How Much Do You Know About Your Food?

Health Writer
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Several fast food restaurants have been ridiculed because of their seemingly non-edible ingredients. In a game of myths or truths, we uncover the odd ingredients from several restaurants, as well as squashing misconceived notions about certain “health” foods or diets.

Even though Italian ice is mostly ice, you still get a lot of added sugar

Fact. This one is a fact, especially at Rita’s. For example, according to Rita’s, the regular-size chocolate Italian ice has 96 grams of sugar, which equals about 24 teaspoons of sugar in one serving. This is well beyond the daily recommended sugar allowance for both men and women.

Subway's bread had a chemical found in yoga mats

Fact. According to USA Today, this one was true. The ingredient, azodicarbonamide, is approved by the Food and Drug Administration and is used as a bleaching agent and dough conditioner in several food establishments. However, strong public reaction forced Subway to remove the ingredient from its bread.

7-11's Slurpees use trees as an ingredient

Fact. Quillaia extract comes from small stems or branches of the soapbox tree. Considering other ingredients in Slurpees such as dextrin, erthritol, potassium benzoate, and yellow dyes, it may be a good idea to grab a glass of ice water instead of a Slurpee when you need to cool off.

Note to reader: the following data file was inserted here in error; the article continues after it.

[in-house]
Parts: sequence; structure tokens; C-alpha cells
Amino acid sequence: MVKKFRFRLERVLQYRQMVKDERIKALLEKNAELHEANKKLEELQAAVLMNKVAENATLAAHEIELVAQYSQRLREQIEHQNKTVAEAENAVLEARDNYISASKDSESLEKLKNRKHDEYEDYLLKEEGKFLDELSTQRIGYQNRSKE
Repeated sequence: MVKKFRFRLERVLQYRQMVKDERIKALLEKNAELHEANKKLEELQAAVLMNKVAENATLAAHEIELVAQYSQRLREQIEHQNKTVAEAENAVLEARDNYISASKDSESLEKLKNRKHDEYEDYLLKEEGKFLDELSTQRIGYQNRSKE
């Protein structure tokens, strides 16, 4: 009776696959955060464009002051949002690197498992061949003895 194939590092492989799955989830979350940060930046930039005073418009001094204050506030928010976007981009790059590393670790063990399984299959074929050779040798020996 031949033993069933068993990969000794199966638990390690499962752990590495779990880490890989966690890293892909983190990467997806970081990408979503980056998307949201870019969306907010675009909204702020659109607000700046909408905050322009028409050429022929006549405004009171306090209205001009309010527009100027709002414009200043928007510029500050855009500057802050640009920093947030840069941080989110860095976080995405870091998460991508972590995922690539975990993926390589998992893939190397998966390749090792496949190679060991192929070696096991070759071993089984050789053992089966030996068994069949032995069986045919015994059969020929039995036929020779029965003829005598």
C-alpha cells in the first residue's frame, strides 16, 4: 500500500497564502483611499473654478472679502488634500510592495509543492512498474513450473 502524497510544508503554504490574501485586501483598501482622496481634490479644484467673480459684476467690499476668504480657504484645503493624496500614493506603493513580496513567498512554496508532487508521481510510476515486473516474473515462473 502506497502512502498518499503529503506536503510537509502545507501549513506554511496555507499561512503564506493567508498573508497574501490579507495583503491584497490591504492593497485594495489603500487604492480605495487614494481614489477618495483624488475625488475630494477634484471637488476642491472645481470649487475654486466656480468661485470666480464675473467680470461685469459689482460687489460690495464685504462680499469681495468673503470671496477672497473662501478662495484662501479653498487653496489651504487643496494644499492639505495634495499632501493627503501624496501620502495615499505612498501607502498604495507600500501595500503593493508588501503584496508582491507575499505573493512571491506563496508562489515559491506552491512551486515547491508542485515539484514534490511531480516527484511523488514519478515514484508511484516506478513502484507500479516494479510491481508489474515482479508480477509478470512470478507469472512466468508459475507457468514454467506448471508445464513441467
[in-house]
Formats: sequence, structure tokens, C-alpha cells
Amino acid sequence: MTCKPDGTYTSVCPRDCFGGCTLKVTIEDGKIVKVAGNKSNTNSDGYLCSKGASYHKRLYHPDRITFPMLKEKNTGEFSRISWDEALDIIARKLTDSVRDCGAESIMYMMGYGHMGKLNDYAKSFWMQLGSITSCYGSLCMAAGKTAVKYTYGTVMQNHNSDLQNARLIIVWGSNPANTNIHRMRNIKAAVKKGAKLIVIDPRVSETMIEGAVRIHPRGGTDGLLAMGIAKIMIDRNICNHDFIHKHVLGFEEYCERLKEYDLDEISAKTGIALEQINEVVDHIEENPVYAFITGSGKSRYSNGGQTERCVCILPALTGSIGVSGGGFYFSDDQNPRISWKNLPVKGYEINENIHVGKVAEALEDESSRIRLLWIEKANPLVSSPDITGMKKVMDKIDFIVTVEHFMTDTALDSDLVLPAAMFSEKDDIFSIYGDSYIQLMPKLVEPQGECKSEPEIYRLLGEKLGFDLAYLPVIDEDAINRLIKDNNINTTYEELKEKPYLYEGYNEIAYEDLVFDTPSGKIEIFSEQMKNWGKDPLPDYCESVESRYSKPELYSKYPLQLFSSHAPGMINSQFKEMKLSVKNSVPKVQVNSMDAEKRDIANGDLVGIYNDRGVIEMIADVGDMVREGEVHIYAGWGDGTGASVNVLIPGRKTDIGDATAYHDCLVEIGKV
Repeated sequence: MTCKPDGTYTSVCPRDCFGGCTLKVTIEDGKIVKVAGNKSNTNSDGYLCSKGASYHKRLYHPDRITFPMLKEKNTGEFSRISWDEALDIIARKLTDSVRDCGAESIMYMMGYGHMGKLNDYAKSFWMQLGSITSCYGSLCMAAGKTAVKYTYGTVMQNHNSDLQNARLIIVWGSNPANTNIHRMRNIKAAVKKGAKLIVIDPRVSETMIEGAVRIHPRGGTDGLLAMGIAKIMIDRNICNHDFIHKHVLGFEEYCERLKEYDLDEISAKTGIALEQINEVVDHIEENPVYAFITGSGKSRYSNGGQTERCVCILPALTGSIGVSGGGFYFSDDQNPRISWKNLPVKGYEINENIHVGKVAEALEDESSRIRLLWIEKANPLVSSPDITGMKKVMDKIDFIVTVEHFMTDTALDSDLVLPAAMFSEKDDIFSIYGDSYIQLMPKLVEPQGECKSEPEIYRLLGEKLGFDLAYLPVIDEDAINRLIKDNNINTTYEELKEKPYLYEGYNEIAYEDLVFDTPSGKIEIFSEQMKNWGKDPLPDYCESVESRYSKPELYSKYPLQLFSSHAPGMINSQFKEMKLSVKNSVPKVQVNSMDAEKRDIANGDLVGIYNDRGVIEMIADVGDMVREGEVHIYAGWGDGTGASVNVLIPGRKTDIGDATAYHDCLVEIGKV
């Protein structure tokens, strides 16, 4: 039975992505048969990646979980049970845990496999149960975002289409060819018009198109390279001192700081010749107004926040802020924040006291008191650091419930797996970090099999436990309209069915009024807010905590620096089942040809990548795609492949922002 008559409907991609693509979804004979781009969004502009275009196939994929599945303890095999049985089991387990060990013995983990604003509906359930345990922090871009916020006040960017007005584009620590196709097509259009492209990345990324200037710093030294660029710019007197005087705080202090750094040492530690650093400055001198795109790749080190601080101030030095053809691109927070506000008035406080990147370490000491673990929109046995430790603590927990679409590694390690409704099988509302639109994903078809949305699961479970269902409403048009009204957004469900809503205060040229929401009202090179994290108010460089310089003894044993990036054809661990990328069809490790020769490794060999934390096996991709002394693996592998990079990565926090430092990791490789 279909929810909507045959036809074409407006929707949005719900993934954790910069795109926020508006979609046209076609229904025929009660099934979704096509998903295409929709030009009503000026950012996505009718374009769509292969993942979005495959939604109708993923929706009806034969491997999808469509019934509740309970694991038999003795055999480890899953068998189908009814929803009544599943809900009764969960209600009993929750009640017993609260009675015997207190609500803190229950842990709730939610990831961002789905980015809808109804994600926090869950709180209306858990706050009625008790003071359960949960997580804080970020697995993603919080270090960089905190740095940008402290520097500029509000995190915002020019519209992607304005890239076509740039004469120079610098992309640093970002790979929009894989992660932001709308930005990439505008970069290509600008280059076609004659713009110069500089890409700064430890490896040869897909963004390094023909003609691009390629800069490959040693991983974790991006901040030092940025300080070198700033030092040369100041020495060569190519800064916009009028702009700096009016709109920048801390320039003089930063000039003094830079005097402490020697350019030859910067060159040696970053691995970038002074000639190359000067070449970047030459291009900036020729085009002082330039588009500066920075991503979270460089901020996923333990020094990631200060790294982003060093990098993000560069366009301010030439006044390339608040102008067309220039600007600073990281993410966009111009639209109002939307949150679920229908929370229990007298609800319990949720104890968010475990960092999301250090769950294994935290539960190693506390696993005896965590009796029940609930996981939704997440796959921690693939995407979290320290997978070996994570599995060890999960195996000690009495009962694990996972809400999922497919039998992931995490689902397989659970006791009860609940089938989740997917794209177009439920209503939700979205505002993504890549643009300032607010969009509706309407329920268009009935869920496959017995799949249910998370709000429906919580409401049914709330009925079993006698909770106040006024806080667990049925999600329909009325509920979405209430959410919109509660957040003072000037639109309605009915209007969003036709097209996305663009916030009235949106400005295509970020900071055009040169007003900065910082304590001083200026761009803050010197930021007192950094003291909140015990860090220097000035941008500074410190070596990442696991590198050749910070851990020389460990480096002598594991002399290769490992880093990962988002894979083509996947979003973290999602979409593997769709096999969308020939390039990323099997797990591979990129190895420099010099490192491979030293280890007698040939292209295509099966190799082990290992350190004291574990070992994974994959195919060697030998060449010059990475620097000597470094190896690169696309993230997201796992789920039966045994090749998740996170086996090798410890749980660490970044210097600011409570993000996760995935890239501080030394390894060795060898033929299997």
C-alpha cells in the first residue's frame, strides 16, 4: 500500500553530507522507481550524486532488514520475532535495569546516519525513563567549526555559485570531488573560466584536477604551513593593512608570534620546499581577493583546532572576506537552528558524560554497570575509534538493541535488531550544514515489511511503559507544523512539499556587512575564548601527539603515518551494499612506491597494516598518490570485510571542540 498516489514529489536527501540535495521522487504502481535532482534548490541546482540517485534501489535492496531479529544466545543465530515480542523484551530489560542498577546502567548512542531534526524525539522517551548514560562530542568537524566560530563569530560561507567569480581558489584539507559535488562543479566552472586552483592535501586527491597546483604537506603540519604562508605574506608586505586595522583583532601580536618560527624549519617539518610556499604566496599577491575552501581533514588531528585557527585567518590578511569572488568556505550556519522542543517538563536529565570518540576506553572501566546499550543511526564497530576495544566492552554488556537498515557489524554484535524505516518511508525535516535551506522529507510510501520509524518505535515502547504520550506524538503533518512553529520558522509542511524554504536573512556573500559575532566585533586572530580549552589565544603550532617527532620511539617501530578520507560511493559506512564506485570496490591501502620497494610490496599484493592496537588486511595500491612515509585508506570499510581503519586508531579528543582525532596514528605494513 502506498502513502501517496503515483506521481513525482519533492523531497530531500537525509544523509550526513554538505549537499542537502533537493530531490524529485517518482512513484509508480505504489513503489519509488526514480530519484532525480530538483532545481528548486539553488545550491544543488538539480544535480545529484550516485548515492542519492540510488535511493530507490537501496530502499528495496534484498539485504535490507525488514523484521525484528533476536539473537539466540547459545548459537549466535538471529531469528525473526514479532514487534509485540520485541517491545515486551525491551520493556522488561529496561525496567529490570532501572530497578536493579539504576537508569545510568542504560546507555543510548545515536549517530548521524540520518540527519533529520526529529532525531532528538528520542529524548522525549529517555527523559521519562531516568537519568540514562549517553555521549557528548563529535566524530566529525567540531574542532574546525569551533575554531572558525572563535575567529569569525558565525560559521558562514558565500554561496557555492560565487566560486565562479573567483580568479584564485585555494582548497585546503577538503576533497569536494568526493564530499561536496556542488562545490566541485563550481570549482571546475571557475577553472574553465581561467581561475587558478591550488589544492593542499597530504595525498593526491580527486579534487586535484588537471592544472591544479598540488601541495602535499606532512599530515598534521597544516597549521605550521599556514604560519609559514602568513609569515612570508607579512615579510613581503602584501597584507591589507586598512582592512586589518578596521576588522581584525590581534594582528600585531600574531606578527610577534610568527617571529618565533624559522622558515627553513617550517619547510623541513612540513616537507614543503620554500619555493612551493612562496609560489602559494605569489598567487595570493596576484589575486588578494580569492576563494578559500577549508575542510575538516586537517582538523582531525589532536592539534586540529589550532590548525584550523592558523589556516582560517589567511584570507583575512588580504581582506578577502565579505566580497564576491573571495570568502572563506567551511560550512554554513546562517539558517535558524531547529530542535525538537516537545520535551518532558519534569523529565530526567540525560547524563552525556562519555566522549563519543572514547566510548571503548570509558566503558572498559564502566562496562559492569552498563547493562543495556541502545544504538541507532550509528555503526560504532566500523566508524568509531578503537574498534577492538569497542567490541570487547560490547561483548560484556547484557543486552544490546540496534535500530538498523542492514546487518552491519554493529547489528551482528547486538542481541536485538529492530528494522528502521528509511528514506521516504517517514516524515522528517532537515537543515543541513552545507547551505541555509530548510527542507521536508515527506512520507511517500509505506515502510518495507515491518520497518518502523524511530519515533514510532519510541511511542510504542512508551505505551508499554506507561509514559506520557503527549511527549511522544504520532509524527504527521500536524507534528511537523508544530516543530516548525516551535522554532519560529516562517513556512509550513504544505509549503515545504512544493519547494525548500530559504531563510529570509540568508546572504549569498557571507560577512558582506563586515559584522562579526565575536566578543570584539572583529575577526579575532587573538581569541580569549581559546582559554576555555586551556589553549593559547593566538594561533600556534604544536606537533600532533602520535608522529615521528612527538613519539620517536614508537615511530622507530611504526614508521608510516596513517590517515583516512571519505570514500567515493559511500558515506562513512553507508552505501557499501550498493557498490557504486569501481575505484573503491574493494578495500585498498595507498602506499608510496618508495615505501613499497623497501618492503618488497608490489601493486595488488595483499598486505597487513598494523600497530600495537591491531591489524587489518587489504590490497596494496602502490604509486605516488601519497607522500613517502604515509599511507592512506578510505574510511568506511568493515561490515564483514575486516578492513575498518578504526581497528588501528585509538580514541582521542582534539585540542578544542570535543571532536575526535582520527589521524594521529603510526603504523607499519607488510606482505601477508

McDonalds will begin using fresh beef

Fact. According to the Wall Street Journal, McDonalds announced that it is switching from frozen beef to fresh beef in its quarter pounder burger by mid-2018. Presently, McDonalds uses frozen beef in all of its burgers.

High fructose corn syrup makes you hungry

Fact. Foods like ketchup, salad dressing, soda, and cookies often contain corn, and usually in the form of high fructose corn syrup. According to Scientific American, researchers are finding that high fructose corn syrup can make you hungry. In one study, participants were asked to consume either glucose or fructose. Hunger was greatest among those who had consumed the fructose.

Gluten-free is healthier for you

Not if you eat gluten-free junk food. Of course, if you have gluten sensitivity or celiac disease, gluten-free everything is safer, health-wise, for you. However, according to Mark Hyman, M.D., gluten-free junk food is still junk food and some people may be tempted to eat more because it is gluten-free.

Diet soda will help you stave off the pounds

Myth. Fifty nine percent of Americans report drinking diet soda on a regular basis. When researchers from the School of Medicine at The University of Texas compared the waistlines of diet soda drinkers against non-diet soda drinkers, the diet drinkers had a 70 percent greater increase in belly bulge in comparison.